Quantum Leap’s Al – actor Dean Stockwell dies, aged 85 (updated)

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The former child star enjoyed a lengthy career with an impressive list of film and television credits. 

Best known to a generation as Al, time-traveller Sam Beckett’s hologramatic lifeline, actor Dean Stockwell has passed away.

A career spanning seventy years began with a Broadway debut at six years old. From there, film appearances followed with stars such as Frank Sinatra, Errol Flynn and Katharine Hepburn for company. His best known genre role was as Dr Wellington Yueh in David Lynch’s epic, sometimes baffling 1985 version of Dune, alongside Patrick Stewart.

Other highlights included roles in Paris, Texas, Blue Velvet, The Rainmaker, The Player and Air Force One. He was Oscar nominated for his role as mob boss Tony “the Tiger” Russo in the late 80’s Michelle Pfeiffer comedy Married to the Mob.

On Television

Stockwell notched up plenty of television roles too, on genre favourites such as Lois & Clark: The New Adventures of Superman, Stargate SG-1 and Battlestar Galactica. There’s also a 1961 episode of The Twilight Zone entitled ‘A Quality of Mercy’, which stars Stockwell in double roles as American and Japanese lieutenants on either side pending massacres.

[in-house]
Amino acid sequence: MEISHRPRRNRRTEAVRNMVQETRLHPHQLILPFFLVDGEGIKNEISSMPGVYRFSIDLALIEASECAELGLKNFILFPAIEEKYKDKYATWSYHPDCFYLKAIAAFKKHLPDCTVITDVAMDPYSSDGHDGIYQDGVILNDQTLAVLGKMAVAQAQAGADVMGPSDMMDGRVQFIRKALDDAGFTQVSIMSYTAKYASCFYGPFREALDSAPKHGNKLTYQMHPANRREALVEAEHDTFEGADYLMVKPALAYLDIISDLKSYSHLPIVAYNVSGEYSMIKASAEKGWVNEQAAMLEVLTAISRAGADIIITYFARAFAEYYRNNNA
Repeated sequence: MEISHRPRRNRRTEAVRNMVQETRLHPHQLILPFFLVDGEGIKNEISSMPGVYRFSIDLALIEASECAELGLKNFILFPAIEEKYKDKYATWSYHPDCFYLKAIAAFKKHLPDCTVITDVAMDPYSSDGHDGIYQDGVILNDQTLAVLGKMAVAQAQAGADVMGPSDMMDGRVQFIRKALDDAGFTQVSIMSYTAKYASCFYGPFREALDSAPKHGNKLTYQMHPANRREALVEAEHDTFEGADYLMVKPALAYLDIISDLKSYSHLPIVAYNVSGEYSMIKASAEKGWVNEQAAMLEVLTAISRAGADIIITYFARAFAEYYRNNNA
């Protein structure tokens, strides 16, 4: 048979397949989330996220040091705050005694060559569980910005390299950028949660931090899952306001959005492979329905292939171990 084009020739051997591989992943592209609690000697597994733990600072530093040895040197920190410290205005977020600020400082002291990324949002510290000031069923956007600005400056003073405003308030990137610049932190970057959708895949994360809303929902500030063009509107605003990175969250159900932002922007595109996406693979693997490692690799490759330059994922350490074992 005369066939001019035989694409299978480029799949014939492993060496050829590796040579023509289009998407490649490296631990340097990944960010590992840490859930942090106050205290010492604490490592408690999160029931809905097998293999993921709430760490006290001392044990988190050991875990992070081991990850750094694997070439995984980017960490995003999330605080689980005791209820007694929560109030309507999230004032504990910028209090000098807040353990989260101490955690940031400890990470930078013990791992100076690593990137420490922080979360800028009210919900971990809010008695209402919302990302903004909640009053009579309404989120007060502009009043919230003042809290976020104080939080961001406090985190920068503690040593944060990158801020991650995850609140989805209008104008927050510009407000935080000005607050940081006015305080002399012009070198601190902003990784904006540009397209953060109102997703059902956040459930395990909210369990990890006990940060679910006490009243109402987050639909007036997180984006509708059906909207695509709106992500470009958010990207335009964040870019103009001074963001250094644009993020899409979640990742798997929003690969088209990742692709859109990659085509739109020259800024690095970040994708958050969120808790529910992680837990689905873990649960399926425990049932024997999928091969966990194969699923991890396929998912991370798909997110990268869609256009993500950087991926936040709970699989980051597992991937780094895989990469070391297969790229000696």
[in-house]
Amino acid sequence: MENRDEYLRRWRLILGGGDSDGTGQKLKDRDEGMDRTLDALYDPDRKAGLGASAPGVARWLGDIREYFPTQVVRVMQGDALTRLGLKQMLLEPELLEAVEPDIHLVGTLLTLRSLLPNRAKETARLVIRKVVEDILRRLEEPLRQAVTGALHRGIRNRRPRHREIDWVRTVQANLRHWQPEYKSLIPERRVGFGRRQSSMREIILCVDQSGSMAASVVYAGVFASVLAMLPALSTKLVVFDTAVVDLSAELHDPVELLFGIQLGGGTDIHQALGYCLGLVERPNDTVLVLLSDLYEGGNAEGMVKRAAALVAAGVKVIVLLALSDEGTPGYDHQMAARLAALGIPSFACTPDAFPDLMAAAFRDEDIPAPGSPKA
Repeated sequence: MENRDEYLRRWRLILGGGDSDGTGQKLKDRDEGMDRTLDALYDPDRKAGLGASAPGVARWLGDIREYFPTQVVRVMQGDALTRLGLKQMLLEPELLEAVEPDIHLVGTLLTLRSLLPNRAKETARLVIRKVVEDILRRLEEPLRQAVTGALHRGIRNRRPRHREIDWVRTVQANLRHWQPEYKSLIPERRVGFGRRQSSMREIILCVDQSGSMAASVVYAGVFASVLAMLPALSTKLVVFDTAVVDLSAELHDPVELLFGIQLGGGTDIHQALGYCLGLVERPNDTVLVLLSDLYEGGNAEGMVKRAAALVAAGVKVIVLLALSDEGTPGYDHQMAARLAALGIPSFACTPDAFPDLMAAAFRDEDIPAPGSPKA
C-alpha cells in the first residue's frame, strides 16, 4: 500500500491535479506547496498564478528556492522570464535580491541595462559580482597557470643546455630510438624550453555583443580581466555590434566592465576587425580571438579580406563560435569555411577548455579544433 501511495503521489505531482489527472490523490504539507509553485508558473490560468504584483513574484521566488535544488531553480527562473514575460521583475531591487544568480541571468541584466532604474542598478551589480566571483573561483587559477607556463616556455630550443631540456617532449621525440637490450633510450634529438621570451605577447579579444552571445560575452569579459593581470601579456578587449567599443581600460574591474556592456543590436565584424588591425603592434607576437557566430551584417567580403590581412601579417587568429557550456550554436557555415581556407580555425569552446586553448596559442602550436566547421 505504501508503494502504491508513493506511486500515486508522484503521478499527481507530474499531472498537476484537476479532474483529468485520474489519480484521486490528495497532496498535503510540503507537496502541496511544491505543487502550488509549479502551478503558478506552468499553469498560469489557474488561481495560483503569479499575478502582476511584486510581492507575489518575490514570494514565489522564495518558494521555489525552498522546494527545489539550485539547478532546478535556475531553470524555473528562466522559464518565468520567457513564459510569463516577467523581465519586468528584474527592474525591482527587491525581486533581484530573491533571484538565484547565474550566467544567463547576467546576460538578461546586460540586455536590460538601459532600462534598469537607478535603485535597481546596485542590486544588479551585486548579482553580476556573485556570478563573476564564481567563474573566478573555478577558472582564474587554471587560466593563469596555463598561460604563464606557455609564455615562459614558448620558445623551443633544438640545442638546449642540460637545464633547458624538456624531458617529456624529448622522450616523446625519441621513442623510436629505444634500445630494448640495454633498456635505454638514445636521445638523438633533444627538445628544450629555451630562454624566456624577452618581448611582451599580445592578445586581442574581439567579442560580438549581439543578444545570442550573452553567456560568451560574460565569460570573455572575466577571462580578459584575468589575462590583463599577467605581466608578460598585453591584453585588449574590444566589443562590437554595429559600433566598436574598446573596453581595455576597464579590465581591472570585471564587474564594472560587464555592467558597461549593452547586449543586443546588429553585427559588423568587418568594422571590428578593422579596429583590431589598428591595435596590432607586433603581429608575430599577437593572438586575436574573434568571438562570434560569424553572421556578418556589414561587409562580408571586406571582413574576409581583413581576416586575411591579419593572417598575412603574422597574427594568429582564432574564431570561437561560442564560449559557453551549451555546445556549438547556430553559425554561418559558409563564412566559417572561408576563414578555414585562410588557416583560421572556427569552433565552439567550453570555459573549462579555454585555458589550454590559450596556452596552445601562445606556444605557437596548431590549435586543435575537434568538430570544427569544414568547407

Post Quantum Leap, he popped up in guest roles on co-star Scott Bakula’s shows such as Enterprise and NCIS: New Orleans.

Quantum Leap

But it is for Quantum Leap that Dean Stockwell will doubtless be best remembered. Through five seasons of the show, from 1989 – 1993,  his character of Admiral Al Calavicci was a key element of the show’s success. Appearing as a observer that only ‘leaper’ Sam Beckett could perceive, he served as adviser, counsellor and forecaster of odds; helping to put right what once went wrong in the lives of those Sam had temporally supplanted.

Al’s cigar-waving nonchalance and penchant for innuendo brought a lightness of touch; the show might have otherwise felt too worthy. Which is not to say his performance wasn’t without dramatic weight, his character displayed a strong moral core too. Stockwell’s charismatic performance earned him four Emmy nominations. a Golden Globe and a well-deserved place in television history.

There’s a moving statement which Scott Bakula has provided to Deadline, which is well worth reading in full. His co-star describes him as “such a passionate man…about life, his work, his art” and concludes with the line: “I loved him dearly and was honored to know him. He made me a better human being…”

Updated 10th October 2021

There’s also a tribute from the prolific Donald P. Bellisario, Quantum Leap‘s creator, which tells how Stockwell “set the work ethic” on the show and “… brought a sense of fun to the set that lifted everyone’s spirits”.